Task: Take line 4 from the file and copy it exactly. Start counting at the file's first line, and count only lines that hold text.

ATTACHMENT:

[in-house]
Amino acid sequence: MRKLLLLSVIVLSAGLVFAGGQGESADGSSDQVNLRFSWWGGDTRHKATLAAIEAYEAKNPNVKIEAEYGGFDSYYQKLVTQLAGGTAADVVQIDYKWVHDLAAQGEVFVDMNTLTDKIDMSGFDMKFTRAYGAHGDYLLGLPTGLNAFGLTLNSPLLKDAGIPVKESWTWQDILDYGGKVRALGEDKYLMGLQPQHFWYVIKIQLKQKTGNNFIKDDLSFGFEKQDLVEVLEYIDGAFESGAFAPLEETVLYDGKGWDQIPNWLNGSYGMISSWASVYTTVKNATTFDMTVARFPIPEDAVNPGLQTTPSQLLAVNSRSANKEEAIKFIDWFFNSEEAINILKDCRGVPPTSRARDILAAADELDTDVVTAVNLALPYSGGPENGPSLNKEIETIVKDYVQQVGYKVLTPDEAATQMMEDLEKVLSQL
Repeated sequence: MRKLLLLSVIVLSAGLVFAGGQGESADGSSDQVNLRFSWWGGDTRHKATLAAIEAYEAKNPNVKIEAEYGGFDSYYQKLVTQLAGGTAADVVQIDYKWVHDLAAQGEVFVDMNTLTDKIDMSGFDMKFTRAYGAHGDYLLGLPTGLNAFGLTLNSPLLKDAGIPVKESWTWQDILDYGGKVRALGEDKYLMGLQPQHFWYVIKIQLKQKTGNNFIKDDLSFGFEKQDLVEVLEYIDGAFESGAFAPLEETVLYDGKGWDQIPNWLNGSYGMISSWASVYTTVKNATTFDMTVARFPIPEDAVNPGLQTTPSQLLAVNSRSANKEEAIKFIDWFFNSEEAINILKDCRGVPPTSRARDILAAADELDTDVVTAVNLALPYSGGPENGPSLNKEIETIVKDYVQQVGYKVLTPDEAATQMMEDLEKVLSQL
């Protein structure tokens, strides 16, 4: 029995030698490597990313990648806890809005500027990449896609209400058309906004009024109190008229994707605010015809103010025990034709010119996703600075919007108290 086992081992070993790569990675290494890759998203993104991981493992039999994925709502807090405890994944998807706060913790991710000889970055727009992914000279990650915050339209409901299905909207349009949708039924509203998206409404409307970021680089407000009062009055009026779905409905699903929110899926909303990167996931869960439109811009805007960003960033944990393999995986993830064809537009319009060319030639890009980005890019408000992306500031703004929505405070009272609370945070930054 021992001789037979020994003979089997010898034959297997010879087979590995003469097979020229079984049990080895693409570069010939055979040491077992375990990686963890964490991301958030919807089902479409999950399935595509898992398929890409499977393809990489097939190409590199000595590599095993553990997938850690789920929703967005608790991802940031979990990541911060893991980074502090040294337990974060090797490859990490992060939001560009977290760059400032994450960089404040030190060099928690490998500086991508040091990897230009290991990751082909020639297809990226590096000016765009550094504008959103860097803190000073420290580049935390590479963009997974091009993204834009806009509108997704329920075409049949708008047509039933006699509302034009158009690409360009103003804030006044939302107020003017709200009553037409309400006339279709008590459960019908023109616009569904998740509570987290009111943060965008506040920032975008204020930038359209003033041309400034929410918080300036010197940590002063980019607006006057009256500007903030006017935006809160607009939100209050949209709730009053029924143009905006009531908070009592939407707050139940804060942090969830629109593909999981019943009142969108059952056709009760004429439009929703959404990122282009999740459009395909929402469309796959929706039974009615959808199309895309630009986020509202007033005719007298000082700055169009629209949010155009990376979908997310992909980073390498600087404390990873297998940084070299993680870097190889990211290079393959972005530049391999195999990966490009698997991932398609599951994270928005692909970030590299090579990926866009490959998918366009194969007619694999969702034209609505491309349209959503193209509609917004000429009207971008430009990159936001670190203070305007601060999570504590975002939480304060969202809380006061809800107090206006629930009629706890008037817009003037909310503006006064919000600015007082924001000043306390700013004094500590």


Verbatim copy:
């Protein structure tokens, strides 16, 4: 029995030698490597990313990648806890809005500027990449896609209400058309906004009024109190008229994707605010015809103010025990034709010119996703600075919007108290 086992081992070993790569990675290494890759998203993104991981493992039999994925709502807090405890994944998807706060913790991710000889970055727009992914000279990650915050339209409901299905909207349009949708039924509203998206409404409307970021680089407000009062009055009026779905409905699903929110899926909303990167996931869960439109811009805007960003960033944990393999995986993830064809537009319009060319030639890009980005890019408000992306500031703004929505405070009272609370945070930054 021992001789037979020994003979089997010898034959297997010879087979590995003469097979020229079984049990080895693409570069010939055979040491077992375990990686963890964490991301958030919807089902479409999950399935595509898992398929890409499977393809990489097939190409590199000595590599095993553990997938850690789920929703967005608790991802940031979990990541911060893991980074502090040294337990974060090797490859990490992060939001560009977290760059400032994450960089404040030190060099928690490998500086991508040091990897230009290991990751082909020639297809990226590096000016765009550094504008959103860097803190000073420290580049935390590479963009997974091009993204834009806009509108997704329920075409049949708008047509039933006699509302034009158009690409360009103003804030006044939302107020003017709200009553037409309400006339279709008590459960019908023109616009569904998740509570987290009111943060965008506040920032975008204020930038359209003033041309400034929410918080300036010197940590002063980019607006006057009256500007903030006017935006809160607009939100209050949209709730009053029924143009905006009531908070009592939407707050139940804060942090969830629109593909999981019943009142969108059952056709009760004429439009929703959404990122282009999740459009395909929402469309796959929706039974009615959808199309895309630009986020509202007033005719007298000082700055169009629209949010155009990376979908997310992909980073390498600087404390990873297998940084070299993680870097190889990211290079393959972005530049391999195999990966490009698997991932398609599951994270928005692909970030590299090579990926866009490959998918366009194969007619694999969702034209609505491309349209959503193209509609917004000429009207971008430009990159936001670190203070305007601060999570504590975002939480304060969202809380006061809800107090206006629930009629706890008037817009003037909310503006006064919000600015007082924001000043306390700013004094500590």